As a child, Mulikat Okolanwon was left severely disfigured by noma, a preventable tropical disease. After undergoing several reconstructive surgeries at Sokoto Noma Hospital in northern Nigeria, which Doctors Without Borders/Médecins Sans Frontières (MSF) has supported since 2014, Mulikat studied to become a health care professional, and today she provides hygiene and mental health support to noma patients at the same hospital, in addition to raising awareness on a global stage as a noma advocate. Once stifled by social stigma, Mulikat now shares her story to give those afflicted by noma hope and resilience.
I started my life in an awkward way, not like other children. I was living with my grandparents in their village when I was infected by an unknown disease. My grandparents tried what they could, but the disease quickly got worse and destroyed my face.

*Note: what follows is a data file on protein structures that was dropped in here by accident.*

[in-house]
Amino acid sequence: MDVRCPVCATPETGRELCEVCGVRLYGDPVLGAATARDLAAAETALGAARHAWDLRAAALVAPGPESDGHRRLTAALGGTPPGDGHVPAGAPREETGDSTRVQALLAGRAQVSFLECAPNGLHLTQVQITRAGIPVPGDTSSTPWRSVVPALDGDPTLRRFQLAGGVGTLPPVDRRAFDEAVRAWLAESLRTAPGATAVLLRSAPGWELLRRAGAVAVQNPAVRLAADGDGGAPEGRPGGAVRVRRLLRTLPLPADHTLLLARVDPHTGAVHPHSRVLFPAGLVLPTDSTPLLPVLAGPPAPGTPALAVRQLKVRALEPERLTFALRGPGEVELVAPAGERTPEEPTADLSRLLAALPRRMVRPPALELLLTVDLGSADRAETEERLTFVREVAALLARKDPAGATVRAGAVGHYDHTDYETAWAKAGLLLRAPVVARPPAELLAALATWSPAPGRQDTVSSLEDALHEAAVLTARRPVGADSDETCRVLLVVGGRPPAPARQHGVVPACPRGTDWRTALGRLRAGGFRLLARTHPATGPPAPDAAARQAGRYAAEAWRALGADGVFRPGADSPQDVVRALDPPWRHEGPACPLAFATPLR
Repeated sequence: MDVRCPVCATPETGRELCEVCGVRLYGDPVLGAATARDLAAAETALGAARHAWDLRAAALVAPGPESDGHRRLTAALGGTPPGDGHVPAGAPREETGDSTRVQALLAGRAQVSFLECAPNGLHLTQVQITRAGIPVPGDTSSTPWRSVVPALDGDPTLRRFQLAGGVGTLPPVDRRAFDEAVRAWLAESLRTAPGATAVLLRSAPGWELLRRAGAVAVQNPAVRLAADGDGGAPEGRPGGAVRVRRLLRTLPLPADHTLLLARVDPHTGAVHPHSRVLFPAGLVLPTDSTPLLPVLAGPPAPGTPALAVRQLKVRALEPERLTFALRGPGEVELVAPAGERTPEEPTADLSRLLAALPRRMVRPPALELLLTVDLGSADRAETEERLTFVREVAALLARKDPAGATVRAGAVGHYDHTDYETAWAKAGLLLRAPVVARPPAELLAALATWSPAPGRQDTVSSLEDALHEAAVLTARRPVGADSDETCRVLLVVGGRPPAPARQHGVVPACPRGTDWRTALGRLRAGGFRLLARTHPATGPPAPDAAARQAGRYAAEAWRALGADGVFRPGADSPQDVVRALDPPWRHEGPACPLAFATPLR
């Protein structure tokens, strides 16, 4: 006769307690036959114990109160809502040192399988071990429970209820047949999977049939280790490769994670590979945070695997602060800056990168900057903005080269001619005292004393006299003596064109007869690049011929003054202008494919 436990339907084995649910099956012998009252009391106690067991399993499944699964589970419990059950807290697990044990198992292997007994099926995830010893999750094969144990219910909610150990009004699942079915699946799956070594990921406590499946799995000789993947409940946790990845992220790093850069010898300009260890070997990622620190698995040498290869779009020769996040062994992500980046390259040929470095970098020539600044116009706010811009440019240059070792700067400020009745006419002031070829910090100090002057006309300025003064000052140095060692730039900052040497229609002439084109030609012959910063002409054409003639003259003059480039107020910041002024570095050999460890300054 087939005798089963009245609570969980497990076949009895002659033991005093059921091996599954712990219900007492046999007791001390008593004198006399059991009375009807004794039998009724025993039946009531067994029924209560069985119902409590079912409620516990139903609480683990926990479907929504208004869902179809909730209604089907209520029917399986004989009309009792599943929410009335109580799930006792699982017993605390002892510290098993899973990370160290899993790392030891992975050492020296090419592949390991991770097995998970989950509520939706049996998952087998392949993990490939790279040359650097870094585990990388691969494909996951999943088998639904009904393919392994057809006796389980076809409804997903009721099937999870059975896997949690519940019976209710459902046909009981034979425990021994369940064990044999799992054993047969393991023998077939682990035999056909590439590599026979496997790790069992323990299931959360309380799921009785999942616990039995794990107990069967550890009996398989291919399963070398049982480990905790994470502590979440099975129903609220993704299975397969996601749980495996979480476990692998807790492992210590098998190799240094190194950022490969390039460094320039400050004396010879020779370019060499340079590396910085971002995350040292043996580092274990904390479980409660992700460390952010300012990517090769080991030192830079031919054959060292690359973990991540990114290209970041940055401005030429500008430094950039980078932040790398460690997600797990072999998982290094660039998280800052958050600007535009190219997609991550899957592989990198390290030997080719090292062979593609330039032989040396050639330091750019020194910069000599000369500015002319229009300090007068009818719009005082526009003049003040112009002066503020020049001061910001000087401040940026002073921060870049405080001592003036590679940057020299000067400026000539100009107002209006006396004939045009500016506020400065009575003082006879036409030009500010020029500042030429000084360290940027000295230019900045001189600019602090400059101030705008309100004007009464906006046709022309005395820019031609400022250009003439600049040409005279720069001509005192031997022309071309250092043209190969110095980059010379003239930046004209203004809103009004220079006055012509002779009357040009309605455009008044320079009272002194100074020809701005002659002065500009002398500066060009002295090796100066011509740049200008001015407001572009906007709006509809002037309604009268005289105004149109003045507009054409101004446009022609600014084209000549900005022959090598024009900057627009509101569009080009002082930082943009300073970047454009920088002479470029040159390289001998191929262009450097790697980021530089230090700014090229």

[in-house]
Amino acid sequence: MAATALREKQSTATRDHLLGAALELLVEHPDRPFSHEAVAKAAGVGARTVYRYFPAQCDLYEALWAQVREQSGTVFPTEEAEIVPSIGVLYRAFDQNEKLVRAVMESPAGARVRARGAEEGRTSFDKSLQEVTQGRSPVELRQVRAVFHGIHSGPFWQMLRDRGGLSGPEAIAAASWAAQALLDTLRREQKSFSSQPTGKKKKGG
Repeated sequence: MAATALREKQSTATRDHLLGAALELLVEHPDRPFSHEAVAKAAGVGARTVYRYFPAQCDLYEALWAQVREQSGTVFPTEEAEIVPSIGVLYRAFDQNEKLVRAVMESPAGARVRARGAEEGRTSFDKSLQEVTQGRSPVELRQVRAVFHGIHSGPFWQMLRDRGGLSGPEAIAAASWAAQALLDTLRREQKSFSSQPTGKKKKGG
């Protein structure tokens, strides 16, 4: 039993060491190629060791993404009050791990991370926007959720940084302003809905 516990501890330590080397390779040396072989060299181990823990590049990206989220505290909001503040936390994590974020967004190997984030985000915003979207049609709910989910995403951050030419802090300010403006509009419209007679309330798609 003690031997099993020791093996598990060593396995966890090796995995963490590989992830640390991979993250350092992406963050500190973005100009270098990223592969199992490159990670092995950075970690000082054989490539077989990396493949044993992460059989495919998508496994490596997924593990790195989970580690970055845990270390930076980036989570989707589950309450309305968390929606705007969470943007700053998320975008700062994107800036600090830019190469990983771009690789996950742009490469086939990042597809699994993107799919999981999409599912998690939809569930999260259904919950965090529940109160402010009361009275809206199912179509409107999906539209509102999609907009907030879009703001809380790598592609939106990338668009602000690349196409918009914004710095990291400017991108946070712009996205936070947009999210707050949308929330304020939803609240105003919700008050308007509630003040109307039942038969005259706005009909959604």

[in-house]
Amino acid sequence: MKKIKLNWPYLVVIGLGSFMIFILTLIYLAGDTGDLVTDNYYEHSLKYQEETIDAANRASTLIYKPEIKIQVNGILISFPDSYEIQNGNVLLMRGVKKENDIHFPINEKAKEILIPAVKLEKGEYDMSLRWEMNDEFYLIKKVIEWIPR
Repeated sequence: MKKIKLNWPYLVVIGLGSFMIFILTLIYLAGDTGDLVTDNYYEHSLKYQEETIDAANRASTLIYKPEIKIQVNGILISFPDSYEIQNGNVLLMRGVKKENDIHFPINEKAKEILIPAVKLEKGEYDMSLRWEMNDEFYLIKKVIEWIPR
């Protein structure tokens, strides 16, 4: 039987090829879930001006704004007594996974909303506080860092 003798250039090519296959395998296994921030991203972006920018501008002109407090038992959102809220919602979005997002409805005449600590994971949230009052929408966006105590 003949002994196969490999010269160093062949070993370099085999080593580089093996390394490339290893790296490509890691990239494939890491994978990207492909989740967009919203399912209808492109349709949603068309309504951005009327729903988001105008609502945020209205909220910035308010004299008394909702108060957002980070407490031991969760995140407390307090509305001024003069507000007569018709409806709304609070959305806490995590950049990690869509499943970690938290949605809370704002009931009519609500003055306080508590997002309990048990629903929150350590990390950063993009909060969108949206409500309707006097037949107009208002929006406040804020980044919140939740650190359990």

I was referred to a teaching hospital near my home, where I recovered from the disease. However, it left a deadly mark on my face that hindered me from associating with people in the community. I couldn’t go out, I couldn’t go anywhere. Imagine a life where people are running away from you. I couldn’t look at myself in a mirror or have my picture taken like other people. I lived in loneliness and depression all the time.